What is Psoriasis?
While still talking about skin inflammations in general, let’s consider that nasty chronic disorder called psoriasis. Fortunately it’s uncommon in children before the age of three years, and is still not common under the age of ten years. It is a disease of the skin, and affects 1-2 per cent of the white population. It is characterised by clearly demarcated areas called papules that coalesce into larger areas called plaques. Generally, these are not itchy but form silvery scales. When these are removed, it leaves minute bleeding points. Once it begins; it often becomes chronic, and persists for many years, probably for the rest of one’s life. It is common, and about 5 per cent of the community suffer from it. Many claim the true figure is much higher.
Although Psoriasis is a chronic skin disorder that occurs infrequently in young children. the name comes from the Greek word psora meaning itch, the lesions are usually not very irritable. Typically it involves the scalp, the ears (externally), the elbows, knees and trunk (about 75 per cent of cases). It varies, and may involve chiefly the scalp, area behind the cars, armpits, and “anogenital region” (i.e. area about the external genitals extending around to the anus). Due to its appearance, and the disfigurement it can produce, it is among the “socially disabling” diseases. If the palms of the hands or soles of the feet are involved, and this is common, deep fissuring can take place. This can be painful and highly irritable, and may interfere with normal working duties.
Sometimes arthritis accompanies it, flaring up if the rash worsens. Most psoriasis patients are reasonably healthy, apart from the joint pains. Sometimes minor illnesses can aggravate the rash. It is often worse during cold weather, and when sunshine is prevented from gaining access to the lesions. In about 30 per cent of cases, there is a family history of psoriasis, and several members of the one family may have the disorder.
Frequently, the nails are affected, and sometimes this is a dominant feature, with characteristic pitting. The cause of psoriasis is unknown, but many doctors now believe that there could be a psychosomatic factor.
Innumerable routines have been suggested over the years for this very difficult skin disorder. The fact that there are so many suggests that no single cure is at present available. Many can be tried at home. Some of them offer temporary (and sometimes long-standing) relief. They are worth a trial, for they will do no harm, and could be beneficial. A “spontaneous cure” is unlikely. Cleanse daily, scrubbing the affected areas with soap arid water and a soft brush often helps. It removes surplus scales. “Pinctarsol” may help.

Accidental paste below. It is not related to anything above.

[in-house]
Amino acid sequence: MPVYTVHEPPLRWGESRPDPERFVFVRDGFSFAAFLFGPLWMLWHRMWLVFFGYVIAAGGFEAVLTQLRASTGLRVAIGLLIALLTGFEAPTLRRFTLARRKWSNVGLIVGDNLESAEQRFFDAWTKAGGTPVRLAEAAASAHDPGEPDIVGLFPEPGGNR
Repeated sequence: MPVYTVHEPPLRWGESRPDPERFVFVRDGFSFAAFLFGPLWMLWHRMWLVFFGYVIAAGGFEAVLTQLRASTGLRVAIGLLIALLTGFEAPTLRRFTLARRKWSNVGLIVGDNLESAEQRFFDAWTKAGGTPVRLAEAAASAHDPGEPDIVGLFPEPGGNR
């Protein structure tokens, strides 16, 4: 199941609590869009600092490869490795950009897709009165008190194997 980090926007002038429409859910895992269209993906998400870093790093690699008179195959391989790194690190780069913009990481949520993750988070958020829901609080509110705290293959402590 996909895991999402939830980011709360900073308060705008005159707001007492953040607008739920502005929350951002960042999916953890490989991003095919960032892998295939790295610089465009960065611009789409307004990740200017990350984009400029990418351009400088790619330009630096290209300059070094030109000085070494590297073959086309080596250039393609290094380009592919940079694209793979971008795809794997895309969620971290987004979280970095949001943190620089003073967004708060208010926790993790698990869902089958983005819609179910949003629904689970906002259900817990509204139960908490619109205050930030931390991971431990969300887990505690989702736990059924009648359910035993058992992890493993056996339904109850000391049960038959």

Many ointments have been used. Dithranol has been used with reasonable success for many years. It is still widely prescribed in 1-2 per cent creams. Ammoniated mercury ointment 5 per cent applied morning and night, or Anthralin 0.25 per cent may be applied once daily (NB avoid contact with the eyes as it is very irritating). Coal tar ointment 2 per cent smeared on at night and moved next day with liquid paraffin ten assists.
Sebitar is good for the scalp. More acute cases should use applications, such as calamine lotion containing 5 per cent detergent solution coal tar. Lecithin, is claimed by some to give favourable results when taken over a period of time, maybe many months. Ten il7E1MS of the powdered form is sprinkled on the breakfast cereal each morning. This is available from health food shops.
Given in daily doses of 2,000 mg for an extended period of time (months), this may bring relief to some sufferers and is worth a trial. (It is also known as vitamin C.)
Lesions often respond favourably to ultraviolet light. The cheapest and most readily available source is sunshine. Lamps are sometimes ordered and must be used under proper medical supervision.
See the doctor if the simple remedies do not help. Recent research has made new treatment available that is often curative:
This family of preparations is available, and is often effective. It is given in the form of trioxsalen or methoxsalen. By concentrating on the five points in life, attention may be diverted from the skin problems to more important facets of life. This is at present debatable. Many different forms of therapy have been tried, and the condition tends to wax and wane, treated or not. Often daily scrubbing with soapy water and a nailbrush will get rid of scales. It helps, so does plenty of sunshine and bathing in the salty water at the beach.
Ointments containing tar are used, salicylic acid, dithralin are popular. Severe cases are treated by the doctor with the corticosteroid family of drugs, but medical supervision is essential. There are some other forms of treatment for severe cases which is the so-called PUVA therapy. A family of drugs called the psoralens (taken by mouth), followed by exposure to the sunlight, or to a special light called ultraviolet (or “black”) light is claimed to effect a cure in certain cases. This again is the field of the skin specialist, for adverse side effects can occur, but many successes have been recorded in the medical journals. Fish oil capsules are also claimed to clear the skin in some people.